The time to work on this is from the moment an offender is sentenced to jail. To leave it any longer is to leave it too late. In the first few days and nights in prison sentence, when offenders are more likely to self-harm or, worse, take their own life, support from close family lessens the risk. As prison officers know only too well, family letters, phone calls and visits – or their absence – can make or break a prisoner’s spirit.
As time goes by, we know that a prisoner who remains in close touch with family is likely to have a stronger sense of purpose and direction, and feel more settled. Multiply this improved mood by all the men on a wing and it becomes a safer, more productive place.
There are already many prison schemes that focus on family ties. ‘Storybook Dads and Mums’, for example – a bedtime reading project that lets kids drift off to sleep listening to their absent parent reading out a pre-recorded story. HMP Parc’s ‘Learning Together’ Club encourages dads and children to do homework together, while at HMP Doncaster, a ‘Daddy Newborn’ scheme teaches men to look after their babies.
Away from these projects, I want to tell you about two men I recently met, a father and son. They’d never had a proper parent-child dynamic but were being encouraged to work on building the kind of natural relationship most of us take for granted – pretty much from scratch.
Where was this happening? In HMP Belmarsh, where both men had ended up being confined at once. The first time they were acting like a dad and a son, and it was in prison.
Unfortunately, we should not be surprised that both were behind bars. We know that boys are six times more likely to offend if they have a parent who is in prison or has served time in the past – a terrible legacy that cascades down generations. On any given day, around 200,000 children in England and Wales will have a parent in prison.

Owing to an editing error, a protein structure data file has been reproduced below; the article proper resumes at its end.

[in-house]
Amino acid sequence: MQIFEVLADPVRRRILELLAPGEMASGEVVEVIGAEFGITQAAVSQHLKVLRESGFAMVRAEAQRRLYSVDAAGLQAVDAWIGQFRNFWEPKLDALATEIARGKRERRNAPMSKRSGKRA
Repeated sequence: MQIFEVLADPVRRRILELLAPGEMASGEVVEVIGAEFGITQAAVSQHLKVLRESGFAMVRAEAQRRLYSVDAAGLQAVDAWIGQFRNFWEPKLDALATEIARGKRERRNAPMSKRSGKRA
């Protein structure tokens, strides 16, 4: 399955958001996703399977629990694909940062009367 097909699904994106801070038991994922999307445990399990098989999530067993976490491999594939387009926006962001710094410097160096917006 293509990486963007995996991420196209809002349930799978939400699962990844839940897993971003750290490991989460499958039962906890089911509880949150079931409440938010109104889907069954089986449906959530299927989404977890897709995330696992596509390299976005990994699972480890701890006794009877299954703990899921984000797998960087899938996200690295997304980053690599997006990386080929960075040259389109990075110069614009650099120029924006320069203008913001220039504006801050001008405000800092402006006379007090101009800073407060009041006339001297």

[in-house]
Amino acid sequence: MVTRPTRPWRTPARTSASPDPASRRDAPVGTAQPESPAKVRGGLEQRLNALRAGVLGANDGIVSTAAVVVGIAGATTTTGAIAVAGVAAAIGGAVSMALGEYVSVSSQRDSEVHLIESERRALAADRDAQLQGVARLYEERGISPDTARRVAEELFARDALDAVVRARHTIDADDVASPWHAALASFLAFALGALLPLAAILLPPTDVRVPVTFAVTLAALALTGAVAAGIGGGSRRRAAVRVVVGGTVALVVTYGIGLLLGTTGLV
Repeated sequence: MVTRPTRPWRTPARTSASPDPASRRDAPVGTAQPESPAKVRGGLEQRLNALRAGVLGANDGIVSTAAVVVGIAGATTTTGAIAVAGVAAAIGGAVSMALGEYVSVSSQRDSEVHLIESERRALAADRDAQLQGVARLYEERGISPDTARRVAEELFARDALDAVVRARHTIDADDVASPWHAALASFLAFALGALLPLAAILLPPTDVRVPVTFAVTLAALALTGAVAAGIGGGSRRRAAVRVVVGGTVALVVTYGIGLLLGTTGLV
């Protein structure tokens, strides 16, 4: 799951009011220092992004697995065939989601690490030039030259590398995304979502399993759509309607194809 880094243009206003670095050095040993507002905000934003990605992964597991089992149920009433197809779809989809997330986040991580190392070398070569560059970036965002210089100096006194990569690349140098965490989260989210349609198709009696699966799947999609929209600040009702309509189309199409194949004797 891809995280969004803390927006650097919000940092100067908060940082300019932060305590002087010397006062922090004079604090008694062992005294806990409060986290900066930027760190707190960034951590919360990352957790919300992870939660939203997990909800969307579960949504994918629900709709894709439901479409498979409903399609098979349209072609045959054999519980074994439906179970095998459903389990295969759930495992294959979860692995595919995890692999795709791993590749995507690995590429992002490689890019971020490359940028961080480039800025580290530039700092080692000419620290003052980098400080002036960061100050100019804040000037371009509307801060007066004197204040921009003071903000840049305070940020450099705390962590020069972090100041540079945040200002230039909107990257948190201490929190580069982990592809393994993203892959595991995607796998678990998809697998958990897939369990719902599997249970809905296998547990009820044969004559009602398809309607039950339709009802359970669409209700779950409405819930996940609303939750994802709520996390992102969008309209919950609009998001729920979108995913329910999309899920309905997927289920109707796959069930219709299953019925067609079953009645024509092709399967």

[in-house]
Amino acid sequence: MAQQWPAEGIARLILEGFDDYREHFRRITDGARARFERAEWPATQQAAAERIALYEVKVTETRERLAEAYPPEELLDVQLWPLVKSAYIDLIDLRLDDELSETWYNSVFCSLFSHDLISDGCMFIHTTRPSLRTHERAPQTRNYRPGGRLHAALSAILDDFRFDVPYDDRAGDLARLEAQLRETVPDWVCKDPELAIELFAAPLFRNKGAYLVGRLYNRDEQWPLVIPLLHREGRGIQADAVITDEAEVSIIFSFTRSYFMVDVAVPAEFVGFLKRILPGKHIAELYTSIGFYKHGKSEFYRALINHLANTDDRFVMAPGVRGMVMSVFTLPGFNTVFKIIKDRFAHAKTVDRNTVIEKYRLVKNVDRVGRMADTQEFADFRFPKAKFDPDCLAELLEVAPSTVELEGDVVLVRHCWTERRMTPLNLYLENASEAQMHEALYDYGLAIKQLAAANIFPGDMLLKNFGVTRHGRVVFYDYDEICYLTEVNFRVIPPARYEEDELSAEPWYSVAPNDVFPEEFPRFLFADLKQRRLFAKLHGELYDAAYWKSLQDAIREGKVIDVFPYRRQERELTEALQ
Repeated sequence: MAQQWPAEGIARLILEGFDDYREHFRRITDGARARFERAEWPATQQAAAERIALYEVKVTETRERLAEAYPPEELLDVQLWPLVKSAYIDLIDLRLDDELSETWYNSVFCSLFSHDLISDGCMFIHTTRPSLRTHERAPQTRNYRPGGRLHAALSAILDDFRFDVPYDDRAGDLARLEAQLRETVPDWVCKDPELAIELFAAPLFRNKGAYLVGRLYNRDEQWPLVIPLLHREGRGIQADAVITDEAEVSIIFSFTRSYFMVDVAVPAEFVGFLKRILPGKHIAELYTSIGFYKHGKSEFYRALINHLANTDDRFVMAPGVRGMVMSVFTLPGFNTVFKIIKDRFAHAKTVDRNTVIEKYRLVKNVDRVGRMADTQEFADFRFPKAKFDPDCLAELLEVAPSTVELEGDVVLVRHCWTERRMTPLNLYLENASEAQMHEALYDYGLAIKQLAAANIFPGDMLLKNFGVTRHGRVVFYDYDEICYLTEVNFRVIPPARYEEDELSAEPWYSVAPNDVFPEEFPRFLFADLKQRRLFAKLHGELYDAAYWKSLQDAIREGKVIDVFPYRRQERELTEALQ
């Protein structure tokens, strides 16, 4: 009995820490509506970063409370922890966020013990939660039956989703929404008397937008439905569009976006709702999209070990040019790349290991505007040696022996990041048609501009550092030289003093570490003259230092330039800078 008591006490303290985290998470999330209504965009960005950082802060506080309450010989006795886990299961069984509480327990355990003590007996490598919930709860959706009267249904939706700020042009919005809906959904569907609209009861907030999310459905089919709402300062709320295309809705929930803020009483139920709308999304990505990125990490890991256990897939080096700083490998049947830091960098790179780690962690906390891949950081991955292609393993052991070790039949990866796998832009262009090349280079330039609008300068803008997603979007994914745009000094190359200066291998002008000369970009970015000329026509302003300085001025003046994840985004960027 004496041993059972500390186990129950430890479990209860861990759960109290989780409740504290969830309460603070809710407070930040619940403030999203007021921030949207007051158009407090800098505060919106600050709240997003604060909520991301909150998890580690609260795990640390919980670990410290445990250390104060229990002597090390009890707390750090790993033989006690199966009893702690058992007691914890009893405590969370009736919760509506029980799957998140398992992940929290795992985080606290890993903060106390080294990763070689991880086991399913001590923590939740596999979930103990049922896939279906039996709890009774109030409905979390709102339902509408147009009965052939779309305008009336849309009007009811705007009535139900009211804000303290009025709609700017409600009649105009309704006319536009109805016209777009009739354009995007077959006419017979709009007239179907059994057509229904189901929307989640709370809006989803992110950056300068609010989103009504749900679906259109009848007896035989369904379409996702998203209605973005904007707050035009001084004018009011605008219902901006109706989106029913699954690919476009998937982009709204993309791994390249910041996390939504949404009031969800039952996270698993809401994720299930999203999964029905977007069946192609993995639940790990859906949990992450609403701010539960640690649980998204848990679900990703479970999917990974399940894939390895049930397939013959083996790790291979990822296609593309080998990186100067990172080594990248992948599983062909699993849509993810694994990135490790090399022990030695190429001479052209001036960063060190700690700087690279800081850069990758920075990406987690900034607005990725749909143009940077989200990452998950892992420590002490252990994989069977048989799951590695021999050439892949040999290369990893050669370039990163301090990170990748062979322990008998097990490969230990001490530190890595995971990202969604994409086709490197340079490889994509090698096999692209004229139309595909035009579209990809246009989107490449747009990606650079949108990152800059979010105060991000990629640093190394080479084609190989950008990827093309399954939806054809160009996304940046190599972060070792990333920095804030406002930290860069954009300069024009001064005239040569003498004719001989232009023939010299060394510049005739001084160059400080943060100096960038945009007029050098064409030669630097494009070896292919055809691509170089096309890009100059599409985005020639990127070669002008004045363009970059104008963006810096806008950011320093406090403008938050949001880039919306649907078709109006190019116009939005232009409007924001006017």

That’s why our focus should never be just the offenders, but also on those left behind as the prison van pulls away. While society rightly punishes people who commit serious crimes by removing their freedom, families are most often innocents, ‘collateral damage’. Improving family contact is better for society as a whole, given the proven link between children with a parent in prison becoming criminals themselves.
Lord Farmer’s review points us in the right direction to identify ways to improve these relationships and mitigate known problems, and decide upon the best ways to harness the influence of families to keep offenders out of trouble and out of jail.
Our efforts will be boosted by having more staff on the frontline in prisons: we are investing £100 million to increase the number of prison officers by 2,500. It will help visiting times run more smoothly. In time, the extra numbers will enable us to introduce a new ‘key-worker’ scheme in which named officers are allocated to six offenders to challenge them to reform. One particular focus will be encouraging them to maintain and develop positive family ties.